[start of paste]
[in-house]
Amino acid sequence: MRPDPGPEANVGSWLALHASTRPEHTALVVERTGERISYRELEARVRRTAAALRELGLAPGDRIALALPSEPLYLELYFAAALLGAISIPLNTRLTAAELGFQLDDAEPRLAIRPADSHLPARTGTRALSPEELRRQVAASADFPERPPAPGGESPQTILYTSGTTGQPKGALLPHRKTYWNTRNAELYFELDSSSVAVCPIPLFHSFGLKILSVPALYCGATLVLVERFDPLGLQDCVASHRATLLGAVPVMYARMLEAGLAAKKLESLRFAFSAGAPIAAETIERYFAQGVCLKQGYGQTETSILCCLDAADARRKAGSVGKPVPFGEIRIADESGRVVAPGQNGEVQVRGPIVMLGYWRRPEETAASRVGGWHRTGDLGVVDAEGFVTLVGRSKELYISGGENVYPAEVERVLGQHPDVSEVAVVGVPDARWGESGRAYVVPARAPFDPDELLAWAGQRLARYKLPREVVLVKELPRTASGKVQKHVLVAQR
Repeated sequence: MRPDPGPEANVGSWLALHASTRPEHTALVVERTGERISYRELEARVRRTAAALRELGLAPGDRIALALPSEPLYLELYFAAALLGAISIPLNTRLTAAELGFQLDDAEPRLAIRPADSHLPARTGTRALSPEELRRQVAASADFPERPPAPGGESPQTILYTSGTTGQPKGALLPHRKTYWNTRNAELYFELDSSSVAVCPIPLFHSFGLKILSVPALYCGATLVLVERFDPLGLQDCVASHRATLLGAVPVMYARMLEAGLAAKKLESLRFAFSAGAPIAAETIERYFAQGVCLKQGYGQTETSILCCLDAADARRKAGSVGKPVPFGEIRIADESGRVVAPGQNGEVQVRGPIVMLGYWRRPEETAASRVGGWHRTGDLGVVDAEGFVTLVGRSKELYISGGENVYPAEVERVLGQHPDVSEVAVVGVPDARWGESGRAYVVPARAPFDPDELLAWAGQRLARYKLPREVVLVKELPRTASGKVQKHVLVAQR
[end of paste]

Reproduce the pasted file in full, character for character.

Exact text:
[in-house]
Amino acid sequence: MRPDPGPEANVGSWLALHASTRPEHTALVVERTGERISYRELEARVRRTAAALRELGLAPGDRIALALPSEPLYLELYFAAALLGAISIPLNTRLTAAELGFQLDDAEPRLAIRPADSHLPARTGTRALSPEELRRQVAASADFPERPPAPGGESPQTILYTSGTTGQPKGALLPHRKTYWNTRNAELYFELDSSSVAVCPIPLFHSFGLKILSVPALYCGATLVLVERFDPLGLQDCVASHRATLLGAVPVMYARMLEAGLAAKKLESLRFAFSAGAPIAAETIERYFAQGVCLKQGYGQTETSILCCLDAADARRKAGSVGKPVPFGEIRIADESGRVVAPGQNGEVQVRGPIVMLGYWRRPEETAASRVGGWHRTGDLGVVDAEGFVTLVGRSKELYISGGENVYPAEVERVLGQHPDVSEVAVVGVPDARWGESGRAYVVPARAPFDPDELLAWAGQRLARYKLPREVVLVKELPRTASGKVQKHVLVAQR
Repeated sequence: MRPDPGPEANVGSWLALHASTRPEHTALVVERTGERISYRELEARVRRTAAALRELGLAPGDRIALALPSEPLYLELYFAAALLGAISIPLNTRLTAAELGFQLDDAEPRLAIRPADSHLPARTGTRALSPEELRRQVAASADFPERPPAPGGESPQTILYTSGTTGQPKGALLPHRKTYWNTRNAELYFELDSSSVAVCPIPLFHSFGLKILSVPALYCGATLVLVERFDPLGLQDCVASHRATLLGAVPVMYARMLEAGLAAKKLESLRFAFSAGAPIAAETIERYFAQGVCLKQGYGQTETSILCCLDAADARRKAGSVGKPVPFGEIRIADESGRVVAPGQNGEVQVRGPIVMLGYWRRPEETAASRVGGWHRTGDLGVVDAEGFVTLVGRSKELYISGGENVYPAEVERVLGQHPDVSEVAVVGVPDARWGESGRAYVVPARAPFDPDELLAWAGQRLARYKLPREVVLVKELPRTASGKVQKHVLVAQR